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The 20th century having been a turbulent, innovative and exciting age as it was, saw many extraordinary men and many incredible biographies, but if we were to choose one man who perfectly embodies whatever the 20th century was, it would have to be George Orson Welles (1915 – 1985) the actor, director, producer, writer, activist, magician, the man who both succeeded and failed big way, but always carried on with unbeatable optimism, no matter how big the blow was. The epic, burdened career of Orson Welles and the accolades and recognition his works have received over the years since his death show that being ahead of one’s time is not really the easiest thing in the world, but that it’s totally worth it. Ladies and gentlemen, this is Orson Welles.

(Images via Wellesnet.)

Orson Welles

Orson Welles Portrait

Early Years

Orson Welles was born on May 6 1915 in Kenosha, Wisconsin to a high class family. Orson was something of a child prodigy, having been able to play violin and piano at an very early age. His parents soon separated and both died by his fifteenth birthday, which both provided him with both independence and hardships that would dog him for the rest of his life. After he had graduated from the Todd Seminary for Boys, Orson was awarded a Harvard scholarship, but he opted to travel to Europe instead.

Early Success

Orson Welles was only 16 years old when he stepped on the stage of Dublin’s world famous Gate theater and soon became a real star of theater whose fame also reached the United States. By 1935, barely 20 years old, Orson was already a household name whose work on radio and in the theater entertained millions.

The War of the Worlds

On Halloween 1938, Orson Welles produced the radio drama that alone could earn him place in history – based on H. G. Well’s classic SF novel and adapted as a news broadcast, Welles’ radio production of  ‘The War of the Worlds’ caused a genuine hysteria in the United States, as many people who tuned in after the introduction thought the Earth was being attacked by the Martians for real.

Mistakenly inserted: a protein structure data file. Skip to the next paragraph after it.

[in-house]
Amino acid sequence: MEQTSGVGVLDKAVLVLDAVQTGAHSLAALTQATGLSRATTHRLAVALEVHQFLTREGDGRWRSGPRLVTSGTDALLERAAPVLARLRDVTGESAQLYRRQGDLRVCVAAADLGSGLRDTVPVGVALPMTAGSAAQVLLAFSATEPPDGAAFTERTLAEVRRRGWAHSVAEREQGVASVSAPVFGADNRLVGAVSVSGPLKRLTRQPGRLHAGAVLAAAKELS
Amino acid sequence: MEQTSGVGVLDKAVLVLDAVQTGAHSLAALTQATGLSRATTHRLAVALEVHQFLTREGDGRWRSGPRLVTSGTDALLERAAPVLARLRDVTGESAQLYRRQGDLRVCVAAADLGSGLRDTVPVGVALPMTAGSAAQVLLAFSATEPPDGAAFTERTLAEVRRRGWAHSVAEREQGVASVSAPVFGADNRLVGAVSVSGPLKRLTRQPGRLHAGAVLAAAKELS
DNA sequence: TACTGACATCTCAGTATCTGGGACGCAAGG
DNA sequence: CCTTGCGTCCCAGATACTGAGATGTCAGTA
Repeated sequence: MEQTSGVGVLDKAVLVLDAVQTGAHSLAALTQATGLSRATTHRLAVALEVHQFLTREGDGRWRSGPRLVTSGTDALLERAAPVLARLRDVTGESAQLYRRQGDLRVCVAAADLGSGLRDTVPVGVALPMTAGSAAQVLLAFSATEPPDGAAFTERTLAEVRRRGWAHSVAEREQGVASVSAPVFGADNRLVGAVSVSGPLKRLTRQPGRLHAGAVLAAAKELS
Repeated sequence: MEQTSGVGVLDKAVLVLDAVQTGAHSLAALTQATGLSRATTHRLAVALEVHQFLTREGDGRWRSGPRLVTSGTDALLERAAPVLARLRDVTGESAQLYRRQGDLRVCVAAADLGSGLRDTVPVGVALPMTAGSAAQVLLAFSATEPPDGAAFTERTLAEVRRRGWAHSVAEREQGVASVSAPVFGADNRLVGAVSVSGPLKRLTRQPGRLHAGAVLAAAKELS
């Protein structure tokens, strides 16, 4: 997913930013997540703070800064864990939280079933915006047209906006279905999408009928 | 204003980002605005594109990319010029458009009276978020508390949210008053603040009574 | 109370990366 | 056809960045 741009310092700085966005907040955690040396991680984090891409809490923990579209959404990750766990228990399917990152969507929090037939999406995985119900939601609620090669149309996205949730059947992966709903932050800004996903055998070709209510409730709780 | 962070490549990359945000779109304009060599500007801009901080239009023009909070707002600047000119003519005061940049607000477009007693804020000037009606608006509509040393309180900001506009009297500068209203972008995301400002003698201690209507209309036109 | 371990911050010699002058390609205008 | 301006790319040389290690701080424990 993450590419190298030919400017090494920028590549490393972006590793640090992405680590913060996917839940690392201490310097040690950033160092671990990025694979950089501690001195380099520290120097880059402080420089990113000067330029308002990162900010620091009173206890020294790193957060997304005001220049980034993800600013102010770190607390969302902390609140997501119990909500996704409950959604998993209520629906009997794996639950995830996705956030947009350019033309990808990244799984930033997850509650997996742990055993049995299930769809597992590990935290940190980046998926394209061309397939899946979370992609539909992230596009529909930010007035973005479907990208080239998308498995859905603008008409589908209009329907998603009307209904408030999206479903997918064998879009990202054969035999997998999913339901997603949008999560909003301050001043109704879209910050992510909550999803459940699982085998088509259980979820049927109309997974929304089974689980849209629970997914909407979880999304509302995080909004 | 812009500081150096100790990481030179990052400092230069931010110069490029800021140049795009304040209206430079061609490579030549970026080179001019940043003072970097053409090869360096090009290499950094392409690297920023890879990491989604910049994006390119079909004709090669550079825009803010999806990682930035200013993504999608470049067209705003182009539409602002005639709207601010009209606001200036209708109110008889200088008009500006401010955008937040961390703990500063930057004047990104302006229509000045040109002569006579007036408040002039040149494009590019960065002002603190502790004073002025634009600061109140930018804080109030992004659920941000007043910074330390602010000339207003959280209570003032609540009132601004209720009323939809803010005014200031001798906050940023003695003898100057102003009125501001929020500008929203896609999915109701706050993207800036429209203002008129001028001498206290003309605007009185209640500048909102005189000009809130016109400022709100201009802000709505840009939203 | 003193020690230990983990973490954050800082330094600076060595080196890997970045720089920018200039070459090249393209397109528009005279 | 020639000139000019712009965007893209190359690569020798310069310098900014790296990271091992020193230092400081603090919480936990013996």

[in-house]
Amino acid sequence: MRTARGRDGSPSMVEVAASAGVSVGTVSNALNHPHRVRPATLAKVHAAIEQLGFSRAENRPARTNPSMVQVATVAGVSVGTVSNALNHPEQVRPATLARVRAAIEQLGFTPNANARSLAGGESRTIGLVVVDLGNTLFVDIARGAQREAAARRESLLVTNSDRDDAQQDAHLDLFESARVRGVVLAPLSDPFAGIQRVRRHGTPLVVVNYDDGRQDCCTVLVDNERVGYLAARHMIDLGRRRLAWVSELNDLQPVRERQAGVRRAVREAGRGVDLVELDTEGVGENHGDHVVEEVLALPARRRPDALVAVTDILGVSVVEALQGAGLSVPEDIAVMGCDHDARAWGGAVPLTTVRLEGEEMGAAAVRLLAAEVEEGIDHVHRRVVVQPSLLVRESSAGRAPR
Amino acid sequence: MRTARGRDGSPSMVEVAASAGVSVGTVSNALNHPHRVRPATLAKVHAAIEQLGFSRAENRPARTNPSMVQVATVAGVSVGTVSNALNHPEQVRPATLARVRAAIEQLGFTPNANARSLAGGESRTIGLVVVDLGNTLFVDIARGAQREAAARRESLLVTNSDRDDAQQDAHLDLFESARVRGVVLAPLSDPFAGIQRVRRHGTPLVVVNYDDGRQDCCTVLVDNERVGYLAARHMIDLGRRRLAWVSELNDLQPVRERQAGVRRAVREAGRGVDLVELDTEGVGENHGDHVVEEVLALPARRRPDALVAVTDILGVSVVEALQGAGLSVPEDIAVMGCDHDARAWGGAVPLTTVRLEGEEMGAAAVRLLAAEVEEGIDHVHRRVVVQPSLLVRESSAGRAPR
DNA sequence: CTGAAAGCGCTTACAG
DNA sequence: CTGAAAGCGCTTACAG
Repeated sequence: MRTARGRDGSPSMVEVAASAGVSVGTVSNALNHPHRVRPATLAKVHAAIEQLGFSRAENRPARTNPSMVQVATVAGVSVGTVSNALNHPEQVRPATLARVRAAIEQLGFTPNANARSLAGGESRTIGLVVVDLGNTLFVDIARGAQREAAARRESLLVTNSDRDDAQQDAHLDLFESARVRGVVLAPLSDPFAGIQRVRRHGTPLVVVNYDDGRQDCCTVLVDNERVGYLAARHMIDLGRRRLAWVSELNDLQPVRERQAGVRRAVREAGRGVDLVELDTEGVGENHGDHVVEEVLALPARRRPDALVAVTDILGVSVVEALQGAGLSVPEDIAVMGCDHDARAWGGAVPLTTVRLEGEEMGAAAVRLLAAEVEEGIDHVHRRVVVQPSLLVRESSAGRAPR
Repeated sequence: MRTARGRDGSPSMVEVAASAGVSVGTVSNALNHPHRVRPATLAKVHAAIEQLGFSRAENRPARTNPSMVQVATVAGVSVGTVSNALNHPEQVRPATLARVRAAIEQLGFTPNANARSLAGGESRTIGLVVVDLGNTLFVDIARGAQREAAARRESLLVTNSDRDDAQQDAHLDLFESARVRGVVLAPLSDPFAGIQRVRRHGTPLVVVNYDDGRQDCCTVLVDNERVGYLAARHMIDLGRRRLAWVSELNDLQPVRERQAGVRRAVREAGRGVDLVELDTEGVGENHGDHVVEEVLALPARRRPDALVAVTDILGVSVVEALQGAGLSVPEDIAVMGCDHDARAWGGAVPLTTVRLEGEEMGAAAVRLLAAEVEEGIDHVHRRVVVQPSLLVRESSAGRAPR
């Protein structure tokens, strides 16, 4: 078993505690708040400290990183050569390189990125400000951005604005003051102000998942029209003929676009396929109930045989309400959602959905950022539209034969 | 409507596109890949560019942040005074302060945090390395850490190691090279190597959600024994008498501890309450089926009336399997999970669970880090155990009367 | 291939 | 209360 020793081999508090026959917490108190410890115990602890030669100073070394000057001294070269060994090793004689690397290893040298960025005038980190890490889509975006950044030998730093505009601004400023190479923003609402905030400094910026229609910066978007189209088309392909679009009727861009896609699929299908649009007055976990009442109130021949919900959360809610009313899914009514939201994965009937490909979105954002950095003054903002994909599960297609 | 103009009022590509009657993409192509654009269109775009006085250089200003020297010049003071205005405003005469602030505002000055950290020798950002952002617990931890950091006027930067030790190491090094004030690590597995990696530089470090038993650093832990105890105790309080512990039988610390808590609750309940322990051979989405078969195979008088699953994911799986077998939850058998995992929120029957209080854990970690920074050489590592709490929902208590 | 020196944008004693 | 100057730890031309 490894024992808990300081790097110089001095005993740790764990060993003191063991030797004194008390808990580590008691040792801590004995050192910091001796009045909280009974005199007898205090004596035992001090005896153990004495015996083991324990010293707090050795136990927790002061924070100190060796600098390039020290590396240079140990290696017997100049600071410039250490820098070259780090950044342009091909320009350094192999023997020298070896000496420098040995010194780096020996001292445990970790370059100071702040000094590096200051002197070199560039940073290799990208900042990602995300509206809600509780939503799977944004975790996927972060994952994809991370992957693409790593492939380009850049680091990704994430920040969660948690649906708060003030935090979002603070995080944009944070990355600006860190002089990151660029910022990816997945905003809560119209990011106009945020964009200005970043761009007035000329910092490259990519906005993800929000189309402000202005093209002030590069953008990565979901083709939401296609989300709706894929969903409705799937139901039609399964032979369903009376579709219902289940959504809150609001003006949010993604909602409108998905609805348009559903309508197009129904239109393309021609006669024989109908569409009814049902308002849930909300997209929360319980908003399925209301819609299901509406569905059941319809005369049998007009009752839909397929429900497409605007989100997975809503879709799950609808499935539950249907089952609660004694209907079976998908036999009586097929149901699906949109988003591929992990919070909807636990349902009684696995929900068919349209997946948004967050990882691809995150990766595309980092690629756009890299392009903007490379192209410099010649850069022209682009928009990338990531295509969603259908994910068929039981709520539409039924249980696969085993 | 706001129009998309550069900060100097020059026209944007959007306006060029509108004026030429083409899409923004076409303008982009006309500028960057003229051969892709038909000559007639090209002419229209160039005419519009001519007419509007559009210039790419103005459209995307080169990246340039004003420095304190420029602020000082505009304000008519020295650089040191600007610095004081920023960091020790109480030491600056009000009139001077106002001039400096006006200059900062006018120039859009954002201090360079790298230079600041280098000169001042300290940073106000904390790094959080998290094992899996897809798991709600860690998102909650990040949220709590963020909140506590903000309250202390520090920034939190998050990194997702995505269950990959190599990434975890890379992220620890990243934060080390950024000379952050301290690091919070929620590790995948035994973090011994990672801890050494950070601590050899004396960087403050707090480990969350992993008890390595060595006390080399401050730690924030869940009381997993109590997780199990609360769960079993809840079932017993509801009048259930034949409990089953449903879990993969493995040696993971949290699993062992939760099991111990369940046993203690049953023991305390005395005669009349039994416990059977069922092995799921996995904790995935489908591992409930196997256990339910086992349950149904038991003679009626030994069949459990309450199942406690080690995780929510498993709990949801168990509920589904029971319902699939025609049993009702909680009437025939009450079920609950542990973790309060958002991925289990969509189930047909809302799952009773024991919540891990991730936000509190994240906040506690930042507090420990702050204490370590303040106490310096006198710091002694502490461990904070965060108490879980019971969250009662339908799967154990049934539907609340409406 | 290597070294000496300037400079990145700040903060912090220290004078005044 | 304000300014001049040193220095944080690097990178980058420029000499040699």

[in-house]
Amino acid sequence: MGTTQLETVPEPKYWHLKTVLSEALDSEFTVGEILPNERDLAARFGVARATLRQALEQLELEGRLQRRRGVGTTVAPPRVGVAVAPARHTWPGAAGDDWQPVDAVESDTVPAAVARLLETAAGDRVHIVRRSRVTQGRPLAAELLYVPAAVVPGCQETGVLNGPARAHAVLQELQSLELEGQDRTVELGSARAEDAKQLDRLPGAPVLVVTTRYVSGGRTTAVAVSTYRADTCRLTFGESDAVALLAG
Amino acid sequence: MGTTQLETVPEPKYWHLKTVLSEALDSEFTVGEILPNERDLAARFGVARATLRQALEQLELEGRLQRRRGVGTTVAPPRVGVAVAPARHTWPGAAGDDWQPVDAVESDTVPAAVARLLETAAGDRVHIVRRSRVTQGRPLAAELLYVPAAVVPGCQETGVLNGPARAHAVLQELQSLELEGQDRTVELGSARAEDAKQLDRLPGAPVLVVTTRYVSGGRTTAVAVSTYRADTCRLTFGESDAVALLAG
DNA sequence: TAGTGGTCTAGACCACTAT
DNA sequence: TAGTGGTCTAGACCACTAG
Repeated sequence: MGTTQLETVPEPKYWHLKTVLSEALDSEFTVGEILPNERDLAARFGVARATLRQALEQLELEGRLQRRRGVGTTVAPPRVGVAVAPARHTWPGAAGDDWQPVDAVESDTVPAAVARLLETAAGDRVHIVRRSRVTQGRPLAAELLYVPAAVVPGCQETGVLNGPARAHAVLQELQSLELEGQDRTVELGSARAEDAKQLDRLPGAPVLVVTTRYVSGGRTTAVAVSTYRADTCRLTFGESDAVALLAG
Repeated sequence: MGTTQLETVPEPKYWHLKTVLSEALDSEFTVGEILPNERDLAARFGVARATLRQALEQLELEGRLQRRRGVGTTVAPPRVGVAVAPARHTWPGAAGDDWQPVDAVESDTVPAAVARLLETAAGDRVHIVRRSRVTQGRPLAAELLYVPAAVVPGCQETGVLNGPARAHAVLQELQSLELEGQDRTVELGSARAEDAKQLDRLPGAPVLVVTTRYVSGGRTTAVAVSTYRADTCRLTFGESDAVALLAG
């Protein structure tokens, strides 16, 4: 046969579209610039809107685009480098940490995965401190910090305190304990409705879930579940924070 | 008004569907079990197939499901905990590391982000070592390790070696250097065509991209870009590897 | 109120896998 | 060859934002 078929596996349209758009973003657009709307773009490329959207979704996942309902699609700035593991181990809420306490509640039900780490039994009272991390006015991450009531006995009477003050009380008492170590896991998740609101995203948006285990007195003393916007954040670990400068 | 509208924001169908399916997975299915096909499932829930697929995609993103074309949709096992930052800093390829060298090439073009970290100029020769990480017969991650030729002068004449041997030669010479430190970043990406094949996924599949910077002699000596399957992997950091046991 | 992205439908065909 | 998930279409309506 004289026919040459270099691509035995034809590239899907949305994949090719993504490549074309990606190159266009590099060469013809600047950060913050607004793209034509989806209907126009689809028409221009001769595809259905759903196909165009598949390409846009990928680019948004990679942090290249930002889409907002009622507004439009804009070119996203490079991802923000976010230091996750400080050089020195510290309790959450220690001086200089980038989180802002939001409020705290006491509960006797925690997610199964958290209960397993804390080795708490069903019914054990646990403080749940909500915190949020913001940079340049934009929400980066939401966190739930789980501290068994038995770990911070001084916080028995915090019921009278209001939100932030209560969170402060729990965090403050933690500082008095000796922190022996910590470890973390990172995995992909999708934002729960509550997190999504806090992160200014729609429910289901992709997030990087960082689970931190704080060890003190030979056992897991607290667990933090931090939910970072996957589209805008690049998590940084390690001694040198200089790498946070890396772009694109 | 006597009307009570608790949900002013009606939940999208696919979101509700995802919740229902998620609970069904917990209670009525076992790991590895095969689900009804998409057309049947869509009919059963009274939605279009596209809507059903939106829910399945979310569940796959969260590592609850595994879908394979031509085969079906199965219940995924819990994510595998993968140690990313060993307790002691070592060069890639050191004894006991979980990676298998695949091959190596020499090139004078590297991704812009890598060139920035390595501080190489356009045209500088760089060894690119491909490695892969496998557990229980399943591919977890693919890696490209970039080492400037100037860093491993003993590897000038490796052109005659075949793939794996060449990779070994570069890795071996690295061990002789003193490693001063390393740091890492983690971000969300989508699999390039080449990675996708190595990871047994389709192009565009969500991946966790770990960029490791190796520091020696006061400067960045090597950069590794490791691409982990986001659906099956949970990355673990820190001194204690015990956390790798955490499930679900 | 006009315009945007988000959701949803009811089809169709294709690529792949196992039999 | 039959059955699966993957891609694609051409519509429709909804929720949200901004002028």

old movie poster

Citizen Kane Poster

Citizen Kane

The Hollywood bosses soon realized the potential of the young Orson Welles and what followed was one of the most outstanding contracts ever signed in Hollywood – the 25 years old Welles, who had never even acted on a film before, was given the full control on a movie project. The movie was ‘Citizen Kane’  that Orson directed, produced, co-wrote and was the leading actor. Now widely considered as one of the best movies ever made, ‘Citizen Kane’ was almost panned by the critics at the time of its original release in 1941 as the result of rage of William Randolph Hearst, the tycoon on whose life the movie was loosely based.

After Citizen Kane

For the rest of his life, Orson Welles struggled to make movies, but always clashed with producers and studio executives. He was never given the freedom he had on ‘Kane’, his movies were often recut by the producers or shot on extremely low budget. However, until his death in 1985, Orson managed to produce a series of genuine cinematic masterpieces such as ‘The Magnificent Ambersons’, ‘The Lady from Shanghai’, ‘Chimes at Midnight’ and ‘F for Fake.’

Orson’s work still continues to inspire people worldwide and stands as a wonderful monument of a man who never compromised his integrity and his vision.

 


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